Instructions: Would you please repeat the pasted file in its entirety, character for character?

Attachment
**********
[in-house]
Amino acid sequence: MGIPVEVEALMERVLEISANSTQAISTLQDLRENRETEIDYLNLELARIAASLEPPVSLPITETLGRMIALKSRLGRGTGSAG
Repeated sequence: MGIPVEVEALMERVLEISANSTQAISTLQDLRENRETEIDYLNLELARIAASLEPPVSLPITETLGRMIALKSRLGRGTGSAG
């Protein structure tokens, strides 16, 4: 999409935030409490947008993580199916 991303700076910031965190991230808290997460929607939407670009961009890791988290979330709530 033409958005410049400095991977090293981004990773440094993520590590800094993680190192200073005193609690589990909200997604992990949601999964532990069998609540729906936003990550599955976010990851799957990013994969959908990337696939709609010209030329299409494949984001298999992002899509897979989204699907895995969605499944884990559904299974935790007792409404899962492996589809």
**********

[in-house]
Amino acid sequence: MGIPVEVEALMERVLEISANSTQAISTLQDLRENRETEIDYLNLELARIAASLEPPVSLPITETLGRMIALKSRLGRGTGSAG
Repeated sequence: MGIPVEVEALMERVLEISANSTQAISTLQDLRENRETEIDYLNLELARIAASLEPPVSLPITETLGRMIALKSRLGRGTGSAG
């Protein structure tokens, strides 16, 4: 999409935030409490947008993580199916 991303700076910031965190991230808290997460929607939407670009961009890791988290979330709530 033409958005410049400095991977090293981004990773440094993520590590800094993680190192200073005193609690589990909200997604992990949601999964532990069998609540729906936003990550599955976010990851799957990013994969959908990337696939709609010209030329299409494949984001298999992002899509897979989204699907895995969605499944884990559904299974935790007792409404899962492996589809």